Segal McCambridge Attorneys Successful on Motion to Dismiss For Lack of Personal Jurisdiction in Federal Product Liability Case
Segal McCambridge Chicago Shareholder Jeffrey Singer and Chicago Associate Matthew Kelly were granted dismissal on behalf of their client in a complex product liability case filed in the United States District Court for the Eastern District of Washington. Singer and Kelly represented the manufacturer of the neck component ("the Company") allegedly used within the hip replacement hip system used on Plaintiff.
Plaintiff underwent a total right hip replacement utilizing a hip system that included a femoral neck component. Four years after Plaintiff’s hip replacement surgery, the femoral neck component failed requiring that Plaintiff undergo a total hip revision. Thereafter, Plaintiffs brought action against the Company, the manufacturer of the femoral neck component at issue. Attorneys Singer and Kelly, on behalf of their client, moved to dismiss Plaintiffs' action based on lack of personal jurisdiction.
The Court applied Washington Law in its analysis of whether it could assert personal jurisdiction over the Company manufacturer in this case. In moving to dismiss, the Company argued that the Court had neither general nor specific jurisdiction over it. It argued that the Court lacked general jurisdiction as the Company was not ‘essentially at home’ in Washington. The Court concurred with the Company, heavily distinguished the cases advanced by Plaintiffs and found that the Company's activities in Washington made up only a minor portion of its overall revenue and that it had neither a business license in the state nor had it entered the state to deliver components directly to Washington customers. The Court also disagreed with Plaintiffs' argument that the Company's website established the necessary contacts to satisfy general jurisdiction, noting "[t]he Ninth Circuit allows a forum to assert jurisdiction based on a website presence only when a defendant operates a website that directly targets the forum." Because the Court found the Company operated an open, passive website not directly targeting Washington, the Court found that its connections were not so systematic and continuous as to render it essentially at home in Washington.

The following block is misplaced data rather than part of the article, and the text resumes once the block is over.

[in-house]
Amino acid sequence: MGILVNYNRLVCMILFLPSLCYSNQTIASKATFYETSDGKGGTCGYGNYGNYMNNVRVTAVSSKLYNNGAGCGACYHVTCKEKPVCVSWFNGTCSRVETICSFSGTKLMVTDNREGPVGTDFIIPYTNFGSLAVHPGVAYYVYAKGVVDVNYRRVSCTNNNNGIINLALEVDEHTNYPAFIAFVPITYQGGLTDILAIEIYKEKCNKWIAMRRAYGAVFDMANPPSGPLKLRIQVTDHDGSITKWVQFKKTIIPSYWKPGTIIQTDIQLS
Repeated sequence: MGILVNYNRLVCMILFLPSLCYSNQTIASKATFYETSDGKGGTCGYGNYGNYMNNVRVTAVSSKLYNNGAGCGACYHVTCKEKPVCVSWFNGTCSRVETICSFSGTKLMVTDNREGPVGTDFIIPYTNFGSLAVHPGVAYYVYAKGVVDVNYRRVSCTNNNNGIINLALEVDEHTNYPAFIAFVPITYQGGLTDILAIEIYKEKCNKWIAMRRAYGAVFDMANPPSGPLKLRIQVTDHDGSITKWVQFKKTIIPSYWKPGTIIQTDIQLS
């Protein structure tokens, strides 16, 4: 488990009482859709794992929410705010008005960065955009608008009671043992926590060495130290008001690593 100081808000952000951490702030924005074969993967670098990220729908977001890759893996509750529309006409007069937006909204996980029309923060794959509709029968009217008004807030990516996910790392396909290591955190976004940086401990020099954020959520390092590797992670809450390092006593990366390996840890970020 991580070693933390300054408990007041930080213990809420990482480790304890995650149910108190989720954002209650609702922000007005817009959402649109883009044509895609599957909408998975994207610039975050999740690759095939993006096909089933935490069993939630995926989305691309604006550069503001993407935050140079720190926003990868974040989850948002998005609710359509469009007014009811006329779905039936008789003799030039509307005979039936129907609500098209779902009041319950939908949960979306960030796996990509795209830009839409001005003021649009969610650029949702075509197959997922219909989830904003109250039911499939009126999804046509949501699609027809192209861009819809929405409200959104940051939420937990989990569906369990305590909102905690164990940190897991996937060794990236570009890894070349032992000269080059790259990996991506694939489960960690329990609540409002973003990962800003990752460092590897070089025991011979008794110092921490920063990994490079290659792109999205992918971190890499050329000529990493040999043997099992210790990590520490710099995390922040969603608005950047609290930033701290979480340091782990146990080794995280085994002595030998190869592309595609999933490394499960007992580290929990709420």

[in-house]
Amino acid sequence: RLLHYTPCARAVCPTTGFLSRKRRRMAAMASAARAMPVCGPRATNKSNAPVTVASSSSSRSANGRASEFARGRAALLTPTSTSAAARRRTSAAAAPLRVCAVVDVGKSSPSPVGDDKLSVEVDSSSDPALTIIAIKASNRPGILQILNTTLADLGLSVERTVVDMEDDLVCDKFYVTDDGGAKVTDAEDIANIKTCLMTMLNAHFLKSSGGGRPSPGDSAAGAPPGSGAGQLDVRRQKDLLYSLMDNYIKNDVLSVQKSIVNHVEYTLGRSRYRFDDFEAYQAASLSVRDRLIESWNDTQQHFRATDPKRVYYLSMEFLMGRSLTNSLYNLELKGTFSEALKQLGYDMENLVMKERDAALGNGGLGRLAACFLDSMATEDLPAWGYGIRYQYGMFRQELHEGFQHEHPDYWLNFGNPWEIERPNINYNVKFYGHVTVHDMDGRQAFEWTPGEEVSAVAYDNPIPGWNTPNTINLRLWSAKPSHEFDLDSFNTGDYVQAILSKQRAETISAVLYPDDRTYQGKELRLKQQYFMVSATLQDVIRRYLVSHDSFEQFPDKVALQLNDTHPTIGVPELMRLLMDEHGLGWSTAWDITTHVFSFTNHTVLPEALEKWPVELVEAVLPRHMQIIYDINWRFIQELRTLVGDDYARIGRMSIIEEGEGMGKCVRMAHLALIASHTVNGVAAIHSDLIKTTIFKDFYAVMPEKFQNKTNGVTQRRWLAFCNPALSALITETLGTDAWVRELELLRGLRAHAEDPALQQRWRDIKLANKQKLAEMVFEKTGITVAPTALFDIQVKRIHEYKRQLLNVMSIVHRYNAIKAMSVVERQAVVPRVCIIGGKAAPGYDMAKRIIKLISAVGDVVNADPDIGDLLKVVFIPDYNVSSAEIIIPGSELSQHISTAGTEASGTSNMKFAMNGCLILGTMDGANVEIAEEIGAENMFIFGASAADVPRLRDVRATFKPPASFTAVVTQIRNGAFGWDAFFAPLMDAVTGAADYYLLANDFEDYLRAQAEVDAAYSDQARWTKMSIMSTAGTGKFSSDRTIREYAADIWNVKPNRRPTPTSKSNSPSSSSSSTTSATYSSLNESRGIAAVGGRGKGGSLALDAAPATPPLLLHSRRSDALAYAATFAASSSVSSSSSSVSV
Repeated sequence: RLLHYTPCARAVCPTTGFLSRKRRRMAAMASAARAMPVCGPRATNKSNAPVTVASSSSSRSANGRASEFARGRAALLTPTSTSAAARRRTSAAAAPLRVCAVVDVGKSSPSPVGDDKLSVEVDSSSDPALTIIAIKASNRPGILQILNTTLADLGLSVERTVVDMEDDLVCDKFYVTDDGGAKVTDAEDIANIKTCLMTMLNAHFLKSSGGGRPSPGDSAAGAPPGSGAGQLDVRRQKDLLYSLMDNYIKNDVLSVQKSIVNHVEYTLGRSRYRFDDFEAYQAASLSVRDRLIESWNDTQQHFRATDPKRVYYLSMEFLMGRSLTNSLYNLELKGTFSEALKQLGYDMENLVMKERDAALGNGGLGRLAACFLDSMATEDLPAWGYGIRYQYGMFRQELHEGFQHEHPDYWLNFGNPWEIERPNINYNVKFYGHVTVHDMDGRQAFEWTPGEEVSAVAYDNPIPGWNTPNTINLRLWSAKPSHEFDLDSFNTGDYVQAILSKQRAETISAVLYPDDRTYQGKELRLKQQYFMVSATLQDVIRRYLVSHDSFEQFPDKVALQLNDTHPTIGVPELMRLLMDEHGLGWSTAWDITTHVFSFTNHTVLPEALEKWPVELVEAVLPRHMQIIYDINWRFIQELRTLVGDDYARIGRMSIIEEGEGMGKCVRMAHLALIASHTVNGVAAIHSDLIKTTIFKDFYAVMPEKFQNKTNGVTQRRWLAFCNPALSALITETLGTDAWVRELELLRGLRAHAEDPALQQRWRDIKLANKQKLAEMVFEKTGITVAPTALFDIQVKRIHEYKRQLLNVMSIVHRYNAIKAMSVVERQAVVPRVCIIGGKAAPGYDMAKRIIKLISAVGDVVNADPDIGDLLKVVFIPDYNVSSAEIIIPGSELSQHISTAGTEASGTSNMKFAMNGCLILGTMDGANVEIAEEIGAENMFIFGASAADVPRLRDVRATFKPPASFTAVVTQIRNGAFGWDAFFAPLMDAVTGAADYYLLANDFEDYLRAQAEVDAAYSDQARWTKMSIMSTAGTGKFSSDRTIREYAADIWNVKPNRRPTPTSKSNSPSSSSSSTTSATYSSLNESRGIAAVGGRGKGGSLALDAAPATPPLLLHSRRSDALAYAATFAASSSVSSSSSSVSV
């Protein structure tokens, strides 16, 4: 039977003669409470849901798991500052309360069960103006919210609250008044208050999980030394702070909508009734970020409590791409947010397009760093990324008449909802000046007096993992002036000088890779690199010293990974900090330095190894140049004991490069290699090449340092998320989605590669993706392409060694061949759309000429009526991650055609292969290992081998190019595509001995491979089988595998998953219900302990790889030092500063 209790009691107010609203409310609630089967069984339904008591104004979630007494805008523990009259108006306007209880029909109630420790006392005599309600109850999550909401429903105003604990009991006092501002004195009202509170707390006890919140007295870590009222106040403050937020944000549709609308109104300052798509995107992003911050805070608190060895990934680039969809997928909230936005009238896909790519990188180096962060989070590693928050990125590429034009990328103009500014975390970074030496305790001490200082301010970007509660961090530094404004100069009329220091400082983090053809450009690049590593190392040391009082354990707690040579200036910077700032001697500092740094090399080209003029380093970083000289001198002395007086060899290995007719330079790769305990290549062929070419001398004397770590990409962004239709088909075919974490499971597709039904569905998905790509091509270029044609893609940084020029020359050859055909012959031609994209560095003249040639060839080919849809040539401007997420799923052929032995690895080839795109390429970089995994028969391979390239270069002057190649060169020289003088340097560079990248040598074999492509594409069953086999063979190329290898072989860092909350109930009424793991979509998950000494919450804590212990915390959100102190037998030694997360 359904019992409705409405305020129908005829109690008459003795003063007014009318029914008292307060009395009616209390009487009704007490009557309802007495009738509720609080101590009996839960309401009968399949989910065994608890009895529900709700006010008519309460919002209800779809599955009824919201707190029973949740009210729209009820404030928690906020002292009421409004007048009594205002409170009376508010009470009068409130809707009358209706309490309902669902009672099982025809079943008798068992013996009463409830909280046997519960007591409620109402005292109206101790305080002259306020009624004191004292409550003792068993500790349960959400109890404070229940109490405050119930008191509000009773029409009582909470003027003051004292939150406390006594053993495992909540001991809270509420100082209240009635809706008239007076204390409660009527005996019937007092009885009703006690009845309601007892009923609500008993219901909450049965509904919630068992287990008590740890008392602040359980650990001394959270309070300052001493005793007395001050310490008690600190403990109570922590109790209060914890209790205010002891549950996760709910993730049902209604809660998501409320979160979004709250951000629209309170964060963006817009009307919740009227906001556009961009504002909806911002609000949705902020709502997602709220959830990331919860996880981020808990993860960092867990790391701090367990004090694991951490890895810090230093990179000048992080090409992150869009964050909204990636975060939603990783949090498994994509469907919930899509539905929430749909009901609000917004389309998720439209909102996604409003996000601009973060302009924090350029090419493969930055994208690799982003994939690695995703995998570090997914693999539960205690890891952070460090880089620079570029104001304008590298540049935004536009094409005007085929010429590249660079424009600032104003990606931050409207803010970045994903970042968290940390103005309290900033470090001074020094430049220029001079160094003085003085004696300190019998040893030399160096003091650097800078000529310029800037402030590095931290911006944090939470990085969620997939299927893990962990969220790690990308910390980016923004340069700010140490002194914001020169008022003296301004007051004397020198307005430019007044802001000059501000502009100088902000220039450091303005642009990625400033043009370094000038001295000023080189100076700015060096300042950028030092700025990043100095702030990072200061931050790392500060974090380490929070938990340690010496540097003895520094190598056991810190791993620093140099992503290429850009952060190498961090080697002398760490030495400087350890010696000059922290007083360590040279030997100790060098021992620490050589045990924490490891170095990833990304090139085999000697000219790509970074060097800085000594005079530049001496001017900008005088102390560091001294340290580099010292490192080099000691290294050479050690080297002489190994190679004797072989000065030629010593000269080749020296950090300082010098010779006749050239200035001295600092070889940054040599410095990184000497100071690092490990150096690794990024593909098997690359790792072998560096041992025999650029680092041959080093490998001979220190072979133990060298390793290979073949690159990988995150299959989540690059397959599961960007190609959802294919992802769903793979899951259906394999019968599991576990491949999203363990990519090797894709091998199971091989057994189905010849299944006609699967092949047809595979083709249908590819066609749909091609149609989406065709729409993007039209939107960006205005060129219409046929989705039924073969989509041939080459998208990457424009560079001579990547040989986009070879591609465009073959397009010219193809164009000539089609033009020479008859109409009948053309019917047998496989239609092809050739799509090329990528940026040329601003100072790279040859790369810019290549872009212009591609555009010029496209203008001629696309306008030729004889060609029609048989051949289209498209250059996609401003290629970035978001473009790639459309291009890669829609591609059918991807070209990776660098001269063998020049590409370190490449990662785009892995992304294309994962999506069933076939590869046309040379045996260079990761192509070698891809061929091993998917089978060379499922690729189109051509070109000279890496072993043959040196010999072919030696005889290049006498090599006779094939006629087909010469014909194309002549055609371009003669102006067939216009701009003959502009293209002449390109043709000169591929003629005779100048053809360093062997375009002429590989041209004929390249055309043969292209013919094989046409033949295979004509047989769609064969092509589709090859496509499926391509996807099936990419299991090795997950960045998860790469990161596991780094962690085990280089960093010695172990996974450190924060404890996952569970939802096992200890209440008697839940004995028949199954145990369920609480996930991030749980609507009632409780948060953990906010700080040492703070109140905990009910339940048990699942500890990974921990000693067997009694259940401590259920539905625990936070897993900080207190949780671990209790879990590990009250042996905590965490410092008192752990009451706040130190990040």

To determine if it had specific jurisdiction, the Court looked at Washington’s long-arm statute and the due process requirements as set forth in the United States Supreme Court's decision in Burger King Corp. v. Rudzewicz, 471 U.S. 462 (1985), which require a showing of 1) purposeful minimum contacts, 2) injuries arising out of or relating to those minimum contacts, and 3) the exercise of jurisdiction consistent with the notion of "fair play and substantial justice."
The Court noted that, in order to extend Washington's long-arm jurisdiction over an out of state defendant as in this case, Plaintiffs had to establish that the Company purposefully established minimum contacts in Washington. In assessing whether such minimum contacts were established, the Court gave credence to the Ninth Circuit’s ‘effects’ test which requires that the defendant allegedly must have 1) committed an intentional act, 2) expressly aimed at the forum state, and 3) causing harm that the defendant knows is likely to be suffered in the forum state. In relying on the "effects" test, the Court disagreed with Plaintiffs' advancement of the Supreme Court’s earlier "stream of commerce" theory stating, “[m]odern case law overrules the notion that stream of commerce alone constitutes ‘purposeful availment.’”
Furthermore, the Court relied on the Ninth Circuit’s use of the ‘but for’ purposeful availment test in finding that Plaintiffs did not satisfy the second prong of the Burger King test which requires a showing of injuries arising out of or relating to the Company's purported minimum contacts. The Court found that it could not assert jurisdiction over the Company based on its unrelated sales to Washington customers since they did not create a ‘but for’ cause of Plaintiff’s injuries. Lastly, the Court was not required to address the third prong regarding the exercise of jurisdiction since the Plaintiffs did not establish that the Court constitutionally could assert specific jurisdiction over the Company.
The Court therefore granted the Company's Motion to Dismiss finding that it had neither general nor specific jurisdiction over it.